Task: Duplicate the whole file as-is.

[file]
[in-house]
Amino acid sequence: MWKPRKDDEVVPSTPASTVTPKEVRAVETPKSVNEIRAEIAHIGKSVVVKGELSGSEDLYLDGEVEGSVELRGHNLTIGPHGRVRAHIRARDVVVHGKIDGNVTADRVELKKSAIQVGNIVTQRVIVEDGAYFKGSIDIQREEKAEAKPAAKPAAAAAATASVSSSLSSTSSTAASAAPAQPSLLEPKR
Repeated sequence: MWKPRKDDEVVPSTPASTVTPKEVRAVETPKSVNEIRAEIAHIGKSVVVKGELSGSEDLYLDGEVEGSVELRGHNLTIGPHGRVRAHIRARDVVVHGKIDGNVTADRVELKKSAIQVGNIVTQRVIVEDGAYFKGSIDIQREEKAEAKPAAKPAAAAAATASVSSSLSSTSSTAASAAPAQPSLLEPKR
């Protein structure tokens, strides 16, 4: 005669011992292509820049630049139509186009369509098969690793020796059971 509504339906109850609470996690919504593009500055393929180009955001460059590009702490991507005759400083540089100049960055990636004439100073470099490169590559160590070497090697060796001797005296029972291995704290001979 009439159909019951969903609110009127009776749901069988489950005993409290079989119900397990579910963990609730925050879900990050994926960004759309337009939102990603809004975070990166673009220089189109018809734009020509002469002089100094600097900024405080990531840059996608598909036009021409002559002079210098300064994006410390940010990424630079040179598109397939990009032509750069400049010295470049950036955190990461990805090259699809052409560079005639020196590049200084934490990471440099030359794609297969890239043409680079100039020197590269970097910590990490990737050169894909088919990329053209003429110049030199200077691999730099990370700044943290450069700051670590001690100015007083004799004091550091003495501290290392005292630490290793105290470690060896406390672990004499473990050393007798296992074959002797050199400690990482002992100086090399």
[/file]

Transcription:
[in-house]
Amino acid sequence: MWKPRKDDEVVPSTPASTVTPKEVRAVETPKSVNEIRAEIAHIGKSVVVKGELSGSEDLYLDGEVEGSVELRGHNLTIGPHGRVRAHIRARDVVVHGKIDGNVTADRVELKKSAIQVGNIVTQRVIVEDGAYFKGSIDIQREEKAEAKPAAKPAAAAAATASVSSSLSSTSSTAASAAPAQPSLLEPKR
Repeated sequence: MWKPRKDDEVVPSTPASTVTPKEVRAVETPKSVNEIRAEIAHIGKSVVVKGELSGSEDLYLDGEVEGSVELRGHNLTIGPHGRVRAHIRARDVVVHGKIDGNVTADRVELKKSAIQVGNIVTQRVIVEDGAYFKGSIDIQREEKAEAKPAAKPAAAAAATASVSSSLSSTSSTAASAAPAQPSLLEPKR
């Protein structure tokens, strides 16, 4: 005669011992292509820049630049139509186009369509098969690793020796059971 509504339906109850609470996690919504593009500055393929180009955001460059590009702490991507005759400083540089100049960055990636004439100073470099490169590559160590070497090697060796001797005296029972291995704290001979 009439159909019951969903609110009127009776749901069988489950005993409290079989119900397990579910963990609730925050879900990050994926960004759309337009939102990603809004975070990166673009220089189109018809734009020509002469002089100094600097900024405080990531840059996608598909036009021409002559002079210098300064994006410390940010990424630079040179598109397939990009032509750069400049010295470049950036955190990461990805090259699809052409560079005639020196590049200084934490990471440099030359794609297969890239043409680079100039020197590269970097910590990490990737050169894909088919990329053209003429110049030199200077691999730099990370700044943290450069700051670590001690100015007083004799004091550091003495501290290392005292630490290793105290470690060896406390672990004499473990050393007798296992074959002797050199400690990482002992100086090399």